Vermes has been studying and translating the Dead Sea Scrolls since their discovery in a cave by a Bedouin shepherd boy in 1947; a total of eleven caves were subsequently excavated, yielding 812 texts that have provided a greater understanding of early Judaism and Christianity. Vermes's translation, published in 1962, was one of the earliest, and the volume has been revised and reprinted many times, most recently as The Complete Dead Sea Scrolls in English. Journal of Religion contributor Michael O. Wise called this fifth edition "a handsome book with a pleasing heft. It also offers the general reader more helps than earlier editions, in particular … several maps. Readers will appreciate the ‘Scroll Catalogue’ in the rear of the book, which lists most of the texts and their place of publication, and the ‘Index of Qumran Texts’ that tells where any given manuscript may be found in the book."

A Publishers Weekly contributor wrote that "Vermes's account of the discovery of the scrolls and the events subsequent to the discovery, including political intrigue, makes for fascinating reading." Vermes does not include an English translation of the biblical texts, one-quarter of the 812.

In reviewing The Changing Faces of Jesus for Publishers Weekly a reviewer wrote that "this academic yet accessible book tackles the question of Jesus' identity by attempting to strip away theological and historical interpretations in order to reach the original, Jewish, human Jesus." Vermes begins with the Gospel of St. John and then continues through the Pauline letters, the Book of Acts, and the Synoptic Gospels. A Kirkus Reviews contributor noted that the first of the Synoptic Gospels, the Gospel of St. Mark, "recounts almost no miracles at all, suggesting that the miraculous accounts of Christ's superhuman power were introduced later to substantiate the claim of his godlike authority."

Charlotte Allen wrote in Washington Post Book World that the last part of the book "makes heady reading. Christian believers and nonbelievers alike will thrill to Vermes's portrait of a virile Jesus operating from the rugged landscape and culture of northern Israel, out of which sprang wild-eyed revolutionaries against Rome in Jesus' time and, in centuries earlier, the greatest of the Hebrew prophets, Elijah and Elisha, who fed the hungry, healed the sick, raised the dead, and fearlessly called their people to repentance." Booklist contributor Ilene Cooper noted that, "despite the depth of the scholarship, this is never a difficult read." "Vermes's vast knowledge of first century Judaism ensures that this work will become one of the most important works in historical Jesus studies," wrote David Bourquin in Library Journal.

Vermes retired from the University of Oxford in 1991, a move that has enabled him to focus even more on his scholarship. "For Geza Vermes, retirement seems to have concentrated the mind," wrote John Crace in a 2008 interview with Geza for the Guardian of Manchester England. "Since giving up the day job as professor of Jewish studies at Oxford University … he has been writing books at a faster rate than he ever did when he was meant to be working. And … he shows no sign of letting up."

In his 2003 book, The Authentic Gospel of Jesus, Vermes provides an in-depth look into the sayings attributed to Jesus from the Gospels of Matthew, Mark, and Luke. Summing up the author's analysis, Rupert Shortt wrote for the Guardian: "The carpenter's son from Nazareth performed exorcisms, healed the sick and preached the coming of the Kingdom of God. But he had no message for the Gentiles, still less any urge to found a universal church." In a review for the Independent, Justin Cartwright noted the author's emphasis on placing the Biblical sayings of Jesus within the context of Jewish society at the time. Cartwright commented that the author "deploys all that is known about first-century Judaism and its religious and historical texts."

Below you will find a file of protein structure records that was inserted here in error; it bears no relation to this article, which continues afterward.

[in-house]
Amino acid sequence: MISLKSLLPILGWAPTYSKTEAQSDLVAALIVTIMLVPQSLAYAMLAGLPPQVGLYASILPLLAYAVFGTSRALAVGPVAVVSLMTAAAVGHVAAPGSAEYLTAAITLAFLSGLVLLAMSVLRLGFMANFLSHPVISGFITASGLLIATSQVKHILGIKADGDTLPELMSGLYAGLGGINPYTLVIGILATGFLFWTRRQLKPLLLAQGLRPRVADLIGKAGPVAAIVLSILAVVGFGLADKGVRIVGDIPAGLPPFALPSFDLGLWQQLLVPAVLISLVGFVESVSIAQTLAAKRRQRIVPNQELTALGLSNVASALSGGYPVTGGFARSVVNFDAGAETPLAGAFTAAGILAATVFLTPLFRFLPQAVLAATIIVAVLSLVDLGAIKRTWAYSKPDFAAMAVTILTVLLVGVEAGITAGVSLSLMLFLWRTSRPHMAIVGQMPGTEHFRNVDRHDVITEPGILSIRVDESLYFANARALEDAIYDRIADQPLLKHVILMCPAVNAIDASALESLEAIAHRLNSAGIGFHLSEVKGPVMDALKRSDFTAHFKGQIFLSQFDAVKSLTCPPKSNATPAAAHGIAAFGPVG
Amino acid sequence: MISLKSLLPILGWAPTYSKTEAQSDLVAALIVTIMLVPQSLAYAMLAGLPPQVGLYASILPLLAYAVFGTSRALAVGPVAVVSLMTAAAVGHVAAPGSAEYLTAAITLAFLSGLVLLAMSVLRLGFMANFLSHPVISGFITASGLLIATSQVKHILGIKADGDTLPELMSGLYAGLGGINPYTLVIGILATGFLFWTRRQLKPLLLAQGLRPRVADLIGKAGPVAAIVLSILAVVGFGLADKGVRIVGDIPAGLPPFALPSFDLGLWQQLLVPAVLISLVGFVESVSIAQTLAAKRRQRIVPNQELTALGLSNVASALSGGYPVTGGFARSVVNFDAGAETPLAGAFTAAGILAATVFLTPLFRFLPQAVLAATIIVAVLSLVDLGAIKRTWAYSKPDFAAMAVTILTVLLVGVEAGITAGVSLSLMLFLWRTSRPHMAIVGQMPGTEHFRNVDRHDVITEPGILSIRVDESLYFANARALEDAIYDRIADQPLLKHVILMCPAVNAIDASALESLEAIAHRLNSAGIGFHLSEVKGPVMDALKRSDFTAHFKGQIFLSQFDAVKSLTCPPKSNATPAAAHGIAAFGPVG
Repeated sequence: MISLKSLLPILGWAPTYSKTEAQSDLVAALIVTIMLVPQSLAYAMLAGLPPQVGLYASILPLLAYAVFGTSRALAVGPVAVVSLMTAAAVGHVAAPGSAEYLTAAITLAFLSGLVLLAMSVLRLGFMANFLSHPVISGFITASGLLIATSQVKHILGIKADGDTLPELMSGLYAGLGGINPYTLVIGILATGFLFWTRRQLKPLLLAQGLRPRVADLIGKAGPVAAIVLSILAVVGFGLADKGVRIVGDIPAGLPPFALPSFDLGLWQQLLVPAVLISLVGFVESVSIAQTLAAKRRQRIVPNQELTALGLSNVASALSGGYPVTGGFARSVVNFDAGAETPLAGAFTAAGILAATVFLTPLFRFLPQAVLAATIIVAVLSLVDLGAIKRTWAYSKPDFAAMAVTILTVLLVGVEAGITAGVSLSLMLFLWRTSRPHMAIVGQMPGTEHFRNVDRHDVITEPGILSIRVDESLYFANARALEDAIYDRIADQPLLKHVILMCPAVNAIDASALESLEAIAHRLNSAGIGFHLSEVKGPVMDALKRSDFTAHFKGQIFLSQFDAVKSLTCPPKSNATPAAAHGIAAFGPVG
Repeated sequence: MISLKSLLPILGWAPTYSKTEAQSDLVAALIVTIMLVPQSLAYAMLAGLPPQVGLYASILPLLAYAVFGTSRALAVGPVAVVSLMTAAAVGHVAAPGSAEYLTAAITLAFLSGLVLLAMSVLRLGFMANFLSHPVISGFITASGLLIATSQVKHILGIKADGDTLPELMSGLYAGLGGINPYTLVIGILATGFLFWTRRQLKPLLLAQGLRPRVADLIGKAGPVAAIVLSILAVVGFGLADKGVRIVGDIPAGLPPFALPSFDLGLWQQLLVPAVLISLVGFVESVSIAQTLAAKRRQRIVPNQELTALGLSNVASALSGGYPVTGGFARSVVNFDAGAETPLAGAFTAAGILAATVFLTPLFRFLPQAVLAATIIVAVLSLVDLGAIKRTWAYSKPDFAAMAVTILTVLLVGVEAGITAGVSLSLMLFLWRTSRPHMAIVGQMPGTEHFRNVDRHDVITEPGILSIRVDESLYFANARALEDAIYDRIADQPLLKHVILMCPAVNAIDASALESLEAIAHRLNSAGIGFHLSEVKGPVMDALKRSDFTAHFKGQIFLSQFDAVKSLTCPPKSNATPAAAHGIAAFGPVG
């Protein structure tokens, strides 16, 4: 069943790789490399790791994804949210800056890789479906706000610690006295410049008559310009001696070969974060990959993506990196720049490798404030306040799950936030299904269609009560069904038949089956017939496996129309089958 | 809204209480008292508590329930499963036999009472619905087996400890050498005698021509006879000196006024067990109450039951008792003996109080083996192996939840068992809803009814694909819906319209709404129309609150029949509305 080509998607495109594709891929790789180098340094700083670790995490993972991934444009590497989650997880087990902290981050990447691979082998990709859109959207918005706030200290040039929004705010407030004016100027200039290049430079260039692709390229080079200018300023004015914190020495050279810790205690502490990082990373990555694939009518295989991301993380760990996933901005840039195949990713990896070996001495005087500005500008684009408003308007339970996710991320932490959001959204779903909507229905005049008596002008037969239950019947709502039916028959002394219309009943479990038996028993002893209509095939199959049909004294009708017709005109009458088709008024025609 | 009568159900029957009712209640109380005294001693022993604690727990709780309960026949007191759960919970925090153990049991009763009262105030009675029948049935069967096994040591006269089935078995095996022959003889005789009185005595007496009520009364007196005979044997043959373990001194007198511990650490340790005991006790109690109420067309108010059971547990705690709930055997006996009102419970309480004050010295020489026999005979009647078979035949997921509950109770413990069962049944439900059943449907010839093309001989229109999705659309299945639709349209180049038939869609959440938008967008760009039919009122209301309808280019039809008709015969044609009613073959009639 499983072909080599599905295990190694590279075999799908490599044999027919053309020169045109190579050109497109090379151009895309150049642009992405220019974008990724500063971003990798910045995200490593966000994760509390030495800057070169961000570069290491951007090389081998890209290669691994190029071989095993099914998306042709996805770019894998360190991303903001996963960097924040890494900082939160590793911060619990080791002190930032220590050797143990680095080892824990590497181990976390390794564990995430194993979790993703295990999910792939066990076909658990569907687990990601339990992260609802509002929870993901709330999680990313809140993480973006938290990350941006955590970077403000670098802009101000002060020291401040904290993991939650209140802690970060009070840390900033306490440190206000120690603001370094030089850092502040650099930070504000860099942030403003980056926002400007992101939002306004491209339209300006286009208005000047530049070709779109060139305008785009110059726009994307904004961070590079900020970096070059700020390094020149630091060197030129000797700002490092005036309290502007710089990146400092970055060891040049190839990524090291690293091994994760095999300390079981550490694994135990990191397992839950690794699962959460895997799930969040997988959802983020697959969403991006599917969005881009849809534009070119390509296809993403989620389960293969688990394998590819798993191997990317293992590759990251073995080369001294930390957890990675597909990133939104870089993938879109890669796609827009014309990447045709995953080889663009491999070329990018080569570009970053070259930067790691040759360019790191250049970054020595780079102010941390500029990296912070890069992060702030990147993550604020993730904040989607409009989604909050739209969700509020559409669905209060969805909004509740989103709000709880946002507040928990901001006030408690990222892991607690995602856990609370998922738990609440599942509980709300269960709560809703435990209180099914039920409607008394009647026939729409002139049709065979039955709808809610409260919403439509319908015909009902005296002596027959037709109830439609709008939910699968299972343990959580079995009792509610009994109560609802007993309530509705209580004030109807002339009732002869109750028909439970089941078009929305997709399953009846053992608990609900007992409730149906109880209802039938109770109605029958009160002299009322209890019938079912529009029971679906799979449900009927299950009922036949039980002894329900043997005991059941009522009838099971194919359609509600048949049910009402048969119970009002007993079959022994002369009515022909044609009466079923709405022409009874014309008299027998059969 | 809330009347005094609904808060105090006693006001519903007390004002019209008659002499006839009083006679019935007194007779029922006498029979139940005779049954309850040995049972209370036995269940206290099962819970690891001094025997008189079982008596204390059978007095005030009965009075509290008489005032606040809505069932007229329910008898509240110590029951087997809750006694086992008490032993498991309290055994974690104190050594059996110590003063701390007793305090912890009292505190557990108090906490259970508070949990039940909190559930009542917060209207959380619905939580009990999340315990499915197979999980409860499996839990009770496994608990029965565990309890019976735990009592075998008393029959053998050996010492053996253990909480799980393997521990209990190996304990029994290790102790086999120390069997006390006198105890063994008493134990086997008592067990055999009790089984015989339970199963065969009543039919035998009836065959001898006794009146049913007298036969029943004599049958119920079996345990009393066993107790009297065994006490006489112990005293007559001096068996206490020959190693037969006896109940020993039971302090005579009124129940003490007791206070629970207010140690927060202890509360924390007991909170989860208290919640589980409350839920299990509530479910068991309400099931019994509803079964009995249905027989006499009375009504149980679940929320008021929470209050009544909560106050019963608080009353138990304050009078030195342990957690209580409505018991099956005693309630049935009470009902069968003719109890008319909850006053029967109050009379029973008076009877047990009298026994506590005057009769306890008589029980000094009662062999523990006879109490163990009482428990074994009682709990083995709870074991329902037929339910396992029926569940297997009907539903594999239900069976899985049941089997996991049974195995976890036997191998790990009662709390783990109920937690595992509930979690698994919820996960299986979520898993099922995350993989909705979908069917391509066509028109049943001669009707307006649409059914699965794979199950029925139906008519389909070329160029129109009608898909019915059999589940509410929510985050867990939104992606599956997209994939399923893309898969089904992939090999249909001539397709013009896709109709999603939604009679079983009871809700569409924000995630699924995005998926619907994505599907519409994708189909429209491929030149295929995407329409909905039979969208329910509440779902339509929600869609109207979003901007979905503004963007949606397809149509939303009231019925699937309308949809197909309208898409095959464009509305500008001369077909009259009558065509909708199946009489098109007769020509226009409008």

Jesus in His Jewish Context is a collection of essays written by the author over nearly three decades. "Vermes's rehearsal of the background of Jesus' life will help many readers," commented Bruce Chilton for Interpretation. Although Shofar contributor Nicola Denzey preferred much of the author's earlier writings analyzing the life of Jewish within a Jewish context, he also noted: "For those unfamiliar with Vermes' work, however, there is much here to widen eyes."

Scrolls, Scriptures, and Early Christianity includes eight essays by the author focusing on Dead Sea Scrolls research. He also writes about his own long-time research into the scrolls, which spans fifty years.

With his book The Nativity: History and Legend, Vermes looks at a fundamental story of Jesus in the Bible. Continuing his efforts to place the New Testament and the Gospels within historical context, Vermes follows the story told in the Bible and, in the process, presents his case for what is true and what is legend. "Vermes's method is exegetical, comparative and historical," noted Daniel J. Harrington in a review for America. "He provides detailed literary analyses of the individual passages that make up the New Testament infancy narratives, compares those texts with parallel Jewish and Greco-Roman documents and tries to clarify the history and the meaning of the story of Jesus' nativity." Agreeing with the author's analysis of the story of Jesus's birth, Frank Kermode, writing for the London Review of Books, noted: "The Infancy narratives are, as Vermes mildly remarks, not the stuff of which history is made. Under critical eyes the detail fades: the manger, the shepherds, the star, the heavenly choir."